"I think (the fans are) just visually confused, maybe with my album covers," Keith concedes. "A lot of the visuals I have been tagged with were not the norm, and I think most of the rap audience had trouble with them right there before they ever listened to the music."
You would have to concur with this assessment even if you only looked at the Black Elvis cover, which depicts a green-hued Keith seemingly freshly beamed in from an episode of Star Trek. This is not exactly an image that appeals to rap fans who take pride in a down-to-earth vibe and "keeping it real." You might say Keith does his best to keep it surreal.
"It kind of backfired," he continues. "Everyone was asking me what characters I was going to come up with, and it became a joke vibe, a gimmick. And that wasn't the intent. I wanted it to be serious.
"I finally was like, do people like me because I'm silly, or they think I'm trying to be silly?" he asks rhetorically. "Or can people be down with me when I'm real?"
Right now, Kool Keith is trying to find the answer to these questions as he dons a persona that he hadn't spent a lot of time being lately: himself.
"I'm getting rid of the wig," he says, laughing. "I'm done with characters, and I'm going back to my original roots. So now I'm going back to Keith. I've got the Kangol, the fur--a reflection of myself, what I wear when I go to the grocery store, not a character."
Fortunately, while Keith's experimentation and eclecticity might have cost him in terms of record sales, it has done nothing to dampen the respectful enthusiasm of his peers. In the past couple of years, Keith has collaborated with artists as disparate as alternative funk-folk icon Beck, hard-core Wutang Clanster Ol' Dirty Bastard and electronica acts Hardkiss and Prodigy. (His was the voice threatening to "Smack My Bitch Up".)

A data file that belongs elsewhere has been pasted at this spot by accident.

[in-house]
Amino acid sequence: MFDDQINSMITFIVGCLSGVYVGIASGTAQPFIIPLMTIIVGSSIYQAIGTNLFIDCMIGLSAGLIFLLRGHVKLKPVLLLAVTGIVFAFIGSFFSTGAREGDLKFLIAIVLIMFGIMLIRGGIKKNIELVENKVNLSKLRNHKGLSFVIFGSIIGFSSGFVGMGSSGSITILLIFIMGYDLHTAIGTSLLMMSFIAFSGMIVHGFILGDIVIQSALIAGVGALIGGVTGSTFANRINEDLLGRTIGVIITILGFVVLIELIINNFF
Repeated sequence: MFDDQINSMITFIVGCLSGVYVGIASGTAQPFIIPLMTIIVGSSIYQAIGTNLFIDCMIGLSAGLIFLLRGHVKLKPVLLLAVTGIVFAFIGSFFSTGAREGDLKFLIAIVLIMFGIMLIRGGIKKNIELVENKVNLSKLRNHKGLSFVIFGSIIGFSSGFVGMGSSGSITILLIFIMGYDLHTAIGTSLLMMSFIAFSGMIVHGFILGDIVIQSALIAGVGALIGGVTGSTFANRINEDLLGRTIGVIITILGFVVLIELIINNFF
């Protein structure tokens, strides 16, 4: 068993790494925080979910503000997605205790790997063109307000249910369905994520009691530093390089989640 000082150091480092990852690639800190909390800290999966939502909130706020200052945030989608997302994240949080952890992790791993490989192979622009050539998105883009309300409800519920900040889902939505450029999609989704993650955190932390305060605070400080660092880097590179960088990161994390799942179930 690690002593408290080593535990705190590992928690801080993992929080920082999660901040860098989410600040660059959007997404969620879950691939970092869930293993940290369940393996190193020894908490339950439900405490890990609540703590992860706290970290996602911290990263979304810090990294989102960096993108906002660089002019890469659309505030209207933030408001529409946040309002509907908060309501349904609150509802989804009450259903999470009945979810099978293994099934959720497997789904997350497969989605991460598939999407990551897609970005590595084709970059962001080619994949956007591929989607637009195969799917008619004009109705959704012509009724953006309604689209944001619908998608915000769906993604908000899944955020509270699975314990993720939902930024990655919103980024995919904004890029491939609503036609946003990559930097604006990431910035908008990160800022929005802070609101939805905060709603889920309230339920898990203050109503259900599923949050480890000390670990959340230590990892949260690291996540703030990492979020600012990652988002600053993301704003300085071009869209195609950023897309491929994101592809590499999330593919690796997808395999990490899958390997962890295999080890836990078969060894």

In addition, the Red Hot Chili Peppers personally invited Kool Keith to open a leg of their dates with The Foo Fighters. That tour hits Alltel Pavilion at Walnut Creek on Sunday, June 11, although Keith is doing clubs on off-nights, and will headline the Cat's Cradle the Saturday before as well.
At both shows, expect to hear some new material from his next album, which will be released on his own Funky Ass Records. Even the title shows the introspective turn the rapper is taking. "I'm calling it Matthew, which is my middle name," the rapper who was originally known as Keith Thornton says. "I decided to get more into the music than the visuals, a decision made easier since nobody seemed to get the characters. The result was an emphasis on the music, and an album and show which is much more solid musically than anything I have done in some time, probably ever."
That Keith's personality changes actually became his personality in and of itself cannot be dismissed, however, and while Kool Keith is quite happy being himself ("That wig was hot onstage," he quips), he already sees that some people are still confused.
"I am me," he says, "and you know what? That's bugging people out too! But that's OK. When Matthew comes out, I think everyone will be real happy."